The  Sea  Inside


a 19th-century fishing basket with 21st-century fish! 


As part of Scotland's year of Coasts and Waters, three local artists, Jacqueline Briggs, Alice Taylor and Izzy Thomson, have been supported by Nature Scot's 'Plunge In! Coasts and Waters Community Fund' to work in partnership with Cromarty Courthouse Museum, alongside the communities of Cromarty and Resolis. This project will explore our connection with the sea, in the hope to celebrate people’s appreciation of the area we live in and our desire to look after our coasts and seas. Research gathered from marine experts and memories from local residents will be brought together to create a large community artwork in the form of a patchwork sail which will be displayed at the Courthouse. 


If you would like to get in contact with the artists for more information, please email: theseainside2020@gmail.com

To read more about the fund, please see: https://www.nature.scot/plunge-projects-revealed-world-oceans-day


 COLLAGE INSTRUCTION VIDEO:  https://youtu.be/ApiLU_l9tQw 

If you are looking for any help creating your collage or would just like some inspiration, please click on the above link to see our handy instructional guide video. You may also recognise the voice!


*** O U R   B L O G ***


The Minke Whale 


Saddened and inspired by the juvenile minke whale that was washed onto Cromarty sands, we found out more about whales and Cromarty’s connection to them.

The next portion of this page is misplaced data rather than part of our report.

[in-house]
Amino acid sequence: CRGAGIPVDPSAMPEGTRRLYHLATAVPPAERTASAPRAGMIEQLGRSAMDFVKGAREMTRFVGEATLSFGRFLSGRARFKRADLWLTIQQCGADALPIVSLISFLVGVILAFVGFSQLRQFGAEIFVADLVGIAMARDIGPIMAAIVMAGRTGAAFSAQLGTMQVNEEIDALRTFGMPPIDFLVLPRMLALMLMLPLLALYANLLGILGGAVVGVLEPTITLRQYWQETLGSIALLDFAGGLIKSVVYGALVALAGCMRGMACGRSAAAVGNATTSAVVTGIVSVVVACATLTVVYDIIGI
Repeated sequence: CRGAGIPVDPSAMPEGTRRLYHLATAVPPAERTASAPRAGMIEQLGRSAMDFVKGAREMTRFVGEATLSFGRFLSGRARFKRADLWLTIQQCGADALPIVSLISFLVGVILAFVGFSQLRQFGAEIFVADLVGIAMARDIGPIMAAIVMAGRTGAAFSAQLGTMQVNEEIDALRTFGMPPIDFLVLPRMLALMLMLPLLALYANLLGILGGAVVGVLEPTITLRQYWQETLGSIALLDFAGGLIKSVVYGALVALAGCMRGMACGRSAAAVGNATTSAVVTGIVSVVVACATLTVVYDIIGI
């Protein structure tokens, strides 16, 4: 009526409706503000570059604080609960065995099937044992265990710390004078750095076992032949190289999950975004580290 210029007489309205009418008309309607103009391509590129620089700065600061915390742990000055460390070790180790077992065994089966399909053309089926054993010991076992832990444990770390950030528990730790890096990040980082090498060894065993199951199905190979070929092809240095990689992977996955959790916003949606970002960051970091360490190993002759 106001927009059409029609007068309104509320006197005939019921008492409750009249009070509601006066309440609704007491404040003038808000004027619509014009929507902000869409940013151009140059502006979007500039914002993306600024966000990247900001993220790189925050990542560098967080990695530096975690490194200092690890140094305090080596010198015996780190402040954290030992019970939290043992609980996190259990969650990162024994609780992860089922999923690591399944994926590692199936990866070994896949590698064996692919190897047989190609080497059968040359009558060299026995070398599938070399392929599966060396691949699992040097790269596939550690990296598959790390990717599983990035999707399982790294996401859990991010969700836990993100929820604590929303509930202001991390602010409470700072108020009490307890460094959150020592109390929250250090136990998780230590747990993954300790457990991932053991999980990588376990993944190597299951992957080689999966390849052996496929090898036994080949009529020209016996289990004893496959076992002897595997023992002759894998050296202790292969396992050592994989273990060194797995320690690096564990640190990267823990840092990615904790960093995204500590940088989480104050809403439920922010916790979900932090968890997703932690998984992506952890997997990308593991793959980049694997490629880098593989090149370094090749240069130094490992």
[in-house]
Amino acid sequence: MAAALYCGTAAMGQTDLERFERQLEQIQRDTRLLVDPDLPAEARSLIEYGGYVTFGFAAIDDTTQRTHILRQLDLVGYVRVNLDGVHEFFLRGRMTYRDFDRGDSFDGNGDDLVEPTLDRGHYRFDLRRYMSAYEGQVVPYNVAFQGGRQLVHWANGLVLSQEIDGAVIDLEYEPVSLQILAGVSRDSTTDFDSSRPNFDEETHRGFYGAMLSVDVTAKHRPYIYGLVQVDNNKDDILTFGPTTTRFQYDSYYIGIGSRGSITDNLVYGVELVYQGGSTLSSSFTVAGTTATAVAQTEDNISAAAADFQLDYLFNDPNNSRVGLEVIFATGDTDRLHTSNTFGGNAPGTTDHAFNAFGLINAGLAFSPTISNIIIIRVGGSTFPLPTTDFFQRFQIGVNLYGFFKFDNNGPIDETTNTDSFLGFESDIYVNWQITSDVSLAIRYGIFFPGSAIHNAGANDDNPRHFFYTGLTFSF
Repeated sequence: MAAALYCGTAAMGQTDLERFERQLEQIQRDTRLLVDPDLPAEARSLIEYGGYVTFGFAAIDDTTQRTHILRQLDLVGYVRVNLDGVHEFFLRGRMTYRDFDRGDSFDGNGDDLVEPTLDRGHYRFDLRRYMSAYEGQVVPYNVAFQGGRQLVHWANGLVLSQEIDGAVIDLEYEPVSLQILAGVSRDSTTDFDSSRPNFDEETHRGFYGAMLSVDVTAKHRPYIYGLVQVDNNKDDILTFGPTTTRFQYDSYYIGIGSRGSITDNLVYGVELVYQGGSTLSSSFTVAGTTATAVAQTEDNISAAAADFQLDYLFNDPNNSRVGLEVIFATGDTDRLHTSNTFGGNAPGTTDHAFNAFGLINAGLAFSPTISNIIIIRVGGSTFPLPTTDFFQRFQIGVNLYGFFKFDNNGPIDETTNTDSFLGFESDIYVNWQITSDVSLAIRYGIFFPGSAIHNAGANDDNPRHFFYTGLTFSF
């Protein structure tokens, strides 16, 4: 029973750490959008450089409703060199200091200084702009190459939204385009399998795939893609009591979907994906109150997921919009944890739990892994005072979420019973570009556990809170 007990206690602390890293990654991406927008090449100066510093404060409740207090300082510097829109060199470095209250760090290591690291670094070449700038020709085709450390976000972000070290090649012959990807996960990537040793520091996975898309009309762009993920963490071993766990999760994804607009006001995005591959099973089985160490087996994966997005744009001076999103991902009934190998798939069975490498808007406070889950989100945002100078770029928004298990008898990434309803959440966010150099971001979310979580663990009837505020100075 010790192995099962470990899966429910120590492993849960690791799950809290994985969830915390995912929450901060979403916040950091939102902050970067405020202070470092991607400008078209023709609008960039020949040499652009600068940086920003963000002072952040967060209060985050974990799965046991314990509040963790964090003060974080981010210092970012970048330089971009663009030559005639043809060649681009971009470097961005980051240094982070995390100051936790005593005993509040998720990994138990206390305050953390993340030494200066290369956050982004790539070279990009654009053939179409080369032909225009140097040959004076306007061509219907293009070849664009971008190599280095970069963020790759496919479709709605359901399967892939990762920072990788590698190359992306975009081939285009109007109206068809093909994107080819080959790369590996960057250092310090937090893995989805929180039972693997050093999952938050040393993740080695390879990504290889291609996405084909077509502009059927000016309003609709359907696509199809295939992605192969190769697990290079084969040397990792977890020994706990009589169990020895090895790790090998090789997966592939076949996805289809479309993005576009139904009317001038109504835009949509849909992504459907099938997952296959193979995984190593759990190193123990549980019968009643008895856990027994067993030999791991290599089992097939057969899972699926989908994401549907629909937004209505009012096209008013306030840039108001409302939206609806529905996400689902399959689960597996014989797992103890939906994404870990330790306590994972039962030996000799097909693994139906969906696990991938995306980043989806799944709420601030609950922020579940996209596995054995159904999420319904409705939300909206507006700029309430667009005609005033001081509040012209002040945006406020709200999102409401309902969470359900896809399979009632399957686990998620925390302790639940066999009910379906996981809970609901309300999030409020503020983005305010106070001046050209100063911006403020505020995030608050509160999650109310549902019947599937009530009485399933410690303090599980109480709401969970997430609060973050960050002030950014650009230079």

David Alston remembers a conversation with Helen Couper -  

“About 25 years ago Helen Couper (Bobby Hogg’s wife) told me that Dundee whaling ships used to call at Cromarty to stock up with fresh water because the water from the springs along the shore to the west kept particularly well.” 

It’s amazing to think of the journey these sailors undertook, leaving the Cromarty Firth and travelling all the way to the infamous whaling stations of Greenland. 

Thankfully now for the most part, instead of whales being looked at as a product for meat, oil, and bone scientists are establishing their ability to store carbon - like amazing underwater forests. This could not only help with the fight against climate change, but could mean the increased protection of whales like the minke and the beautiful humpback whale that has been sighted visiting the Cromarty Firth.





Seaweed is a type of marine algae and is one of the oldest groups of plants on the planet. One group of scientists found some Kelp off the coast of Scotland that is aged 16,000 years old! Seaweeds, especially kelp, are often called underwater forests and in the same way as trees, they are very important for our environment because they absorb carbon dioxide from the atmosphere and give out oxygen, as well as helping to prevent coastal erosion. They provide homes for between 30 and 70 different species – and many hundreds of individual animals, including: